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East Jerusalem Palestinian Poll Shows Rising Nationalism As Tensions Grow


Also available in العربية

August 10, 2017

This week King Abdullah of Jordan made a rare visit to Ramallah, his first in five years, to confer with Palestinian Authority President Mahmoud Abbas in the wake of a crisis over security at the Temple Mount/Al Aqsa Mosque in Jerusalem. This latest outbreak of small-scale violence and public protest has apparently been contained. But it follows two years of sporadic stabbings and other attacks by local Palestinians, amidst false rumors of Israeli “encroachment” on the Haram al-Sherif, the plaza surrounding the historic mosque.

In late May, during the ten days just before Ramadan, I personally supervised a unique, systematic professional public opinion poll of east Jerusalem’s Palestinian population, to measure how it is responding to these shifts.  The fieldwork was conducted entirely by qualified native Palestinians, in Arabic, employed by the Palestine Center for Public Opinion, based in the nearby West Bank town of Beit Sahour.

On the surface, the Palestinian neighborhoods we surveyed, home to over 300,000 people with official resident status (including work, travel, education, and social welfare benefits) but not Israeli citizenship, appeared quite peaceful.  Under the surface, however, the survey revealed a much more mixed picture.  On a few bellwether issues of attitudes toward Israel, Jerusalem’s Palestinians are somewhat more moderate than West Bankers or Gazans.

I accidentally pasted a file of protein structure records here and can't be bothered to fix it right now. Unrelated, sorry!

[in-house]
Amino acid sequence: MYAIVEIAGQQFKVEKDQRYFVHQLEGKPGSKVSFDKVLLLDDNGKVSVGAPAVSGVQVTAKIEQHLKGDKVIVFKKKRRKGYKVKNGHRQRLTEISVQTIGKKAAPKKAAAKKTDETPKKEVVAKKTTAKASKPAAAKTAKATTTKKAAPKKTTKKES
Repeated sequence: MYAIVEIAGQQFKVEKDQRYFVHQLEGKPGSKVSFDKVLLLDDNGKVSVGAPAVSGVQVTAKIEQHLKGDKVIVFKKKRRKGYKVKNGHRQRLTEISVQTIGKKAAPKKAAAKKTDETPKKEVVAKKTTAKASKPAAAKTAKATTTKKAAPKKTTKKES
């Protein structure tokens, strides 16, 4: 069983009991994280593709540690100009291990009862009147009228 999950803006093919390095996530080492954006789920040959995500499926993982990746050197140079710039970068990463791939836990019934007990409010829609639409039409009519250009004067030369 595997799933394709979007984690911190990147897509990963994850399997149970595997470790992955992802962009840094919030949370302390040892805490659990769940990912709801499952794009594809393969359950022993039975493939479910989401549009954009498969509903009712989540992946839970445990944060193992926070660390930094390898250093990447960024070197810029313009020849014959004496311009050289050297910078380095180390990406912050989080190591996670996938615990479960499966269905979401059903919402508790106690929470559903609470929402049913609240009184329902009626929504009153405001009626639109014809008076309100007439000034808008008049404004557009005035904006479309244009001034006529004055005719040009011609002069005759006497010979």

Yet on other questions, east Jerusalem’s Palestinians are, as a group, actually more nationalistic -- and also more religious – today.  Perhaps most telling of all, the proportion who say they would prefer Israeli to Palestinian citizenship has dropped sharply since the previous poll in September 2015, shortly before the “knife intifada” erupted in the city:  from a remarkable 52 percent then, to just 21 percent now.

The survey comprised just over 500 face-to-face interviews with a representative sample of all Palestinian areas in the Jerusalem municipality, including the walled Old City surrounding Al-Aqsa, divided proportionally among the majority inside the Israeli security barrier (N = 411) and those outside it in the Shuafat refugee camp, Kafr Aqab, and Atarot/al-Ram (N = 101).  This was a truly random, geographic probability sample, with a margin of error of approximately plus or minus 4 percent, at the 95 percent confidence level.

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